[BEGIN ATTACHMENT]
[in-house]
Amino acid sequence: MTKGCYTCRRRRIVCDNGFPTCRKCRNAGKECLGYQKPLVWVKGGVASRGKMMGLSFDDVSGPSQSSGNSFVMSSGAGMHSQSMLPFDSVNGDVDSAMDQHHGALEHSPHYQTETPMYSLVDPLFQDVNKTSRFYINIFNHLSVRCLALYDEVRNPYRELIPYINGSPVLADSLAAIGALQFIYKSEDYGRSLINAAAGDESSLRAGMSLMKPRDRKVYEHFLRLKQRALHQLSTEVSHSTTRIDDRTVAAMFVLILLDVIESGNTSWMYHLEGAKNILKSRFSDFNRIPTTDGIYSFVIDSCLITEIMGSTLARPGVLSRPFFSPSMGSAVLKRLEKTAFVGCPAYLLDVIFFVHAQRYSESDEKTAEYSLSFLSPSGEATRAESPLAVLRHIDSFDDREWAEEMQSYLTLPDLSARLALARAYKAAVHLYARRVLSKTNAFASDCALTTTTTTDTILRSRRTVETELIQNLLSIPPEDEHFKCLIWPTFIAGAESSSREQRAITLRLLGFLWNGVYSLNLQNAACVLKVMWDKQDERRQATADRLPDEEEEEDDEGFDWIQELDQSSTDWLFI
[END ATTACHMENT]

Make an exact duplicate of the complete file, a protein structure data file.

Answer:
[in-house]
Amino acid sequence: MTKGCYTCRRRRIVCDNGFPTCRKCRNAGKECLGYQKPLVWVKGGVASRGKMMGLSFDDVSGPSQSSGNSFVMSSGAGMHSQSMLPFDSVNGDVDSAMDQHHGALEHSPHYQTETPMYSLVDPLFQDVNKTSRFYINIFNHLSVRCLALYDEVRNPYRELIPYINGSPVLADSLAAIGALQFIYKSEDYGRSLINAAAGDESSLRAGMSLMKPRDRKVYEHFLRLKQRALHQLSTEVSHSTTRIDDRTVAAMFVLILLDVIESGNTSWMYHLEGAKNILKSRFSDFNRIPTTDGIYSFVIDSCLITEIMGSTLARPGVLSRPFFSPSMGSAVLKRLEKTAFVGCPAYLLDVIFFVHAQRYSESDEKTAEYSLSFLSPSGEATRAESPLAVLRHIDSFDDREWAEEMQSYLTLPDLSARLALARAYKAAVHLYARRVLSKTNAFASDCALTTTTTTDTILRSRRTVETELIQNLLSIPPEDEHFKCLIWPTFIAGAESSSREQRAITLRLLGFLWNGVYSLNLQNAACVLKVMWDKQDERRQATADRLPDEEEEEDDEGFDWIQELDQSSTDWLFI